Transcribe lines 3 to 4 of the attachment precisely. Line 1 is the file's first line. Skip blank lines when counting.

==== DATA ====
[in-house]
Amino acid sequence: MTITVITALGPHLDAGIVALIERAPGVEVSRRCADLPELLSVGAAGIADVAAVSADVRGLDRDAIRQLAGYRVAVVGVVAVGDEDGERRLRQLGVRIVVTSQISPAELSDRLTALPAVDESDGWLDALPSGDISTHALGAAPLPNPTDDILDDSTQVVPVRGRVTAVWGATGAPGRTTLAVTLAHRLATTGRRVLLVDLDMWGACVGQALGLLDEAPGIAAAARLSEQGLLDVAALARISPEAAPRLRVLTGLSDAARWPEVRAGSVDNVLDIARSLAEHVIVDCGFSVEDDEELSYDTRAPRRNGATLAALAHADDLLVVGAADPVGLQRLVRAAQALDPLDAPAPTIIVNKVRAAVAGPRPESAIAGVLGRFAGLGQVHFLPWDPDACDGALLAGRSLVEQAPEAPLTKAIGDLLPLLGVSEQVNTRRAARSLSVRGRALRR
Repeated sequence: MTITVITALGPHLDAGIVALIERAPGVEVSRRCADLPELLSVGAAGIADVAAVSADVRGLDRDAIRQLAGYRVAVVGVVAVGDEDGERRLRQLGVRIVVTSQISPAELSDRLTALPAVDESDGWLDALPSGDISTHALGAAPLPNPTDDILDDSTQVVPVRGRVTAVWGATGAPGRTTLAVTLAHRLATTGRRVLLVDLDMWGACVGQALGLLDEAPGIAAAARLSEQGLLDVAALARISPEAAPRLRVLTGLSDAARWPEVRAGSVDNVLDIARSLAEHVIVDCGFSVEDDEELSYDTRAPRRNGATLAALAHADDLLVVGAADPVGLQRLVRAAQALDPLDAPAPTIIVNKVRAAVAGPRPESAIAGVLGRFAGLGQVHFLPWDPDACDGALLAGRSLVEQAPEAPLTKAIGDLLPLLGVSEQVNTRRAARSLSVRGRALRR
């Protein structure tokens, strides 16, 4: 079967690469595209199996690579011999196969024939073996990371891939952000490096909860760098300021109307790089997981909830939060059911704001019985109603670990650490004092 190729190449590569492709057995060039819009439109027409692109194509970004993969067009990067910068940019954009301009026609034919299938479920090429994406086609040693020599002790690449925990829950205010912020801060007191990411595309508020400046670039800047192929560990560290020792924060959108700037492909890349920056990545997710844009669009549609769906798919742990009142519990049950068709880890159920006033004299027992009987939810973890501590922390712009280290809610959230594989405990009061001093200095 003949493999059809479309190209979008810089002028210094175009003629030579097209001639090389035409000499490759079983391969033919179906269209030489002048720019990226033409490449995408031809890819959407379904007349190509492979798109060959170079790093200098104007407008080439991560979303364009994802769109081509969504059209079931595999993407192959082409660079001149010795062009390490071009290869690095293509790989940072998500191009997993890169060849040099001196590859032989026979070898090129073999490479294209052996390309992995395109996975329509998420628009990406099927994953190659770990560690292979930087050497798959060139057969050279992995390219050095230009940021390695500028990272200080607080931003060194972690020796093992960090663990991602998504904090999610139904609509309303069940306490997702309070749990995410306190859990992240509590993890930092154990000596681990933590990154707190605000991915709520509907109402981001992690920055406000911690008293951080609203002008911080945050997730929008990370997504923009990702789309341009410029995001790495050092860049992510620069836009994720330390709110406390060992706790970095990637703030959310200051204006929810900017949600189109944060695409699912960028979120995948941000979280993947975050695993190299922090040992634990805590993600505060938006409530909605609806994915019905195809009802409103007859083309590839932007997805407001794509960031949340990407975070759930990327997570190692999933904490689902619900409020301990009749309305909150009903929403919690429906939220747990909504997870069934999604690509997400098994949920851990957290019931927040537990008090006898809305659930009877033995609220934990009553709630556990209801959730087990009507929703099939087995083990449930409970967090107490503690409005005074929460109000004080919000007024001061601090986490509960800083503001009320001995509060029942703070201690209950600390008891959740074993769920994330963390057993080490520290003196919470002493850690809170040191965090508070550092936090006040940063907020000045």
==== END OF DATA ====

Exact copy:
Repeated sequence: MTITVITALGPHLDAGIVALIERAPGVEVSRRCADLPELLSVGAAGIADVAAVSADVRGLDRDAIRQLAGYRVAVVGVVAVGDEDGERRLRQLGVRIVVTSQISPAELSDRLTALPAVDESDGWLDALPSGDISTHALGAAPLPNPTDDILDDSTQVVPVRGRVTAVWGATGAPGRTTLAVTLAHRLATTGRRVLLVDLDMWGACVGQALGLLDEAPGIAAAARLSEQGLLDVAALARISPEAAPRLRVLTGLSDAARWPEVRAGSVDNVLDIARSLAEHVIVDCGFSVEDDEELSYDTRAPRRNGATLAALAHADDLLVVGAADPVGLQRLVRAAQALDPLDAPAPTIIVNKVRAAVAGPRPESAIAGVLGRFAGLGQVHFLPWDPDACDGALLAGRSLVEQAPEAPLTKAIGDLLPLLGVSEQVNTRRAARSLSVRGRALRR
């Protein structure tokens, strides 16, 4: 079967690469595209199996690579011999196969024939073996990371891939952000490096909860760098300021109307790089997981909830939060059911704001019985109603670990650490004092 190729190449590569492709057995060039819009439109027409692109194509970004993969067009990067910068940019954009301009026609034919299938479920090429994406086609040693020599002790690449925990829950205010912020801060007191990411595309508020400046670039800047192929560990560290020792924060959108700037492909890349920056990545997710844009669009549609769906798919742990009142519990049950068709880890159920006033004299027992009987939810973890501590922390712009280290809610959230594989405990009061001093200095 003949493999059809479309190209979008810089002028210094175009003629030579097209001639090389035409000499490759079983391969033919179906269209030489002048720019990226033409490449995408031809890819959407379904007349190509492979798109060959170079790093200098104007407008080439991560979303364009994802769109081509969504059209079931595999993407192959082409660079001149010795062009390490071009290869690095293509790989940072998500191009997993890169060849040099001196590859032989026979070898090129073999490479294209052996390309992995395109996975329509998420628009990406099927994953190659770990560690292979930087050497798959060139057969050279992995390219050095230009940021390695500028990272200080607080931003060194972690020796093992960090663990991602998504904090999610139904609509309303069940306490997702309070749990995410306190859990992240509590993890930092154990000596681990933590990154707190605000991915709520509907109402981001992690920055406000911690008293951080609203002008911080945050997730929008990370997504923009990702789309341009410029995001790495050092860049992510620069836009994720330390709110406390060992706790970095990637703030959310200051204006929810900017949600189109944060695409699912960028979120995948941000979280993947975050695993190299922090040992634990805590993600505060938006409530909605609806994915019905195809009802409103007859083309590839932007997805407001794509960031949340990407975070759930990327997570190692999933904490689902619900409020301990009749309305909150009903929403919690429906939220747990909504997870069934999604690509997400098994949920851990957290019931927040537990008090006898809305659930009877033995609220934990009553709630556990209801959730087990009507929703099939087995083990449930409970967090107490503690409005005074929460109000004080919000007024001061601090986490509960800083503001009320001995509060029942703070201690209950600390008891959740074993769920994330963390057993080490520290003196919470002493850690809170040191965090508070550092936090006040940063907020000045």